A study published in November suggests acupuncture has measurable effects on the patient’s brain, and is not merely a placebo as some critics believe.
Researchers at the Department of Complementary and Integrative Medicine at University of Duisburg-Essen in Germany analyzed brain scans from 18 volunteers who underwent electric shocks, according to The Telegraph.
First, the test subjects were shocked without acupuncture, and then shocked while acupuncture needles were placed between the toes, below the knee and near the thumb.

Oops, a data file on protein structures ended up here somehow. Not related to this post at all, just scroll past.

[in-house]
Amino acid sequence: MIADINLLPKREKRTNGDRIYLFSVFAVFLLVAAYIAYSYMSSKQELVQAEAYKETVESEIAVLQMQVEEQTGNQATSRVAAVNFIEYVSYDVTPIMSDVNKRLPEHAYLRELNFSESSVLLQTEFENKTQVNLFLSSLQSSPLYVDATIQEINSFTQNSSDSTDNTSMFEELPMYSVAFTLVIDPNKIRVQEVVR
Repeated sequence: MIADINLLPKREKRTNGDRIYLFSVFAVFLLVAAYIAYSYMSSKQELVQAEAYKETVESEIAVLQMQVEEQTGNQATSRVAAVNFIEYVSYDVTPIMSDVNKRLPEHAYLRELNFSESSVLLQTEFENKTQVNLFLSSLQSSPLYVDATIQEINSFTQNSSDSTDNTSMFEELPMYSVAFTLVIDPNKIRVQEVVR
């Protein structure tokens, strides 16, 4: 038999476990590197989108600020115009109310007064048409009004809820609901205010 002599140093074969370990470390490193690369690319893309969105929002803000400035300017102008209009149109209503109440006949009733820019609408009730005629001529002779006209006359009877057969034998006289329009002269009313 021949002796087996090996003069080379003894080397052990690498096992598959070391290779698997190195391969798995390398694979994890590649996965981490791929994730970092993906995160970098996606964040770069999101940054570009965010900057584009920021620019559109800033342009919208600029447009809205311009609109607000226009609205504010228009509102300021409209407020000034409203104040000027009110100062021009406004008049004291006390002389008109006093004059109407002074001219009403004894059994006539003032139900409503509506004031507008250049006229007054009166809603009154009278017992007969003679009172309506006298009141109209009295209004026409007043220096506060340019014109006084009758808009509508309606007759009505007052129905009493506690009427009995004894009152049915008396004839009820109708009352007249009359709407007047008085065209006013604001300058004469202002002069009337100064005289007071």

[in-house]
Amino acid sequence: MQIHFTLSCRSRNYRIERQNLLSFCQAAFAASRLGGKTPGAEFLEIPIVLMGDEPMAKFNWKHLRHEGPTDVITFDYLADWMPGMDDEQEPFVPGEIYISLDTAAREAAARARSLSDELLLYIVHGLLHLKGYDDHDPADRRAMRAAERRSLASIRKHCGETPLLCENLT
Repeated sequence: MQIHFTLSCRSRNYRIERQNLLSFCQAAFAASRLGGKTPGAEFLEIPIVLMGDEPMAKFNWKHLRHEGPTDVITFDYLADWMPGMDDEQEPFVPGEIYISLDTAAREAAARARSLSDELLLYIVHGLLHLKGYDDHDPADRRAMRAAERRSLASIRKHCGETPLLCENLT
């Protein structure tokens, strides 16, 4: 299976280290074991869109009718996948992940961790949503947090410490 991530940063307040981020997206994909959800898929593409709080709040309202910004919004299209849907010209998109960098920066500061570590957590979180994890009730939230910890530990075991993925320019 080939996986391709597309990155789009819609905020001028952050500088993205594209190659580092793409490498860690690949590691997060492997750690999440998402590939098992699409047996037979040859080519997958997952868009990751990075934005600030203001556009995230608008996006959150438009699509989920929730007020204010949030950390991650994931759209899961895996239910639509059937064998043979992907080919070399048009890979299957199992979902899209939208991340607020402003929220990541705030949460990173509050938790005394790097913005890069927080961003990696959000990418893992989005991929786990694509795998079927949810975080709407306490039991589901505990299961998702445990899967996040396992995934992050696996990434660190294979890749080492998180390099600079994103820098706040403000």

When scientists compared the scans, they found that acupuncture had the effect of the amount of pain the patient felt, as well as affecting areas of the brain that control expectations and comprehension of pain.
“Our findings support that both these nonspecific and specific mechanisms exist, suggesting that acupuncture can help relieve pain,” said Dr. Nina Theysohn, who presented the research in Chicago on Tuesday.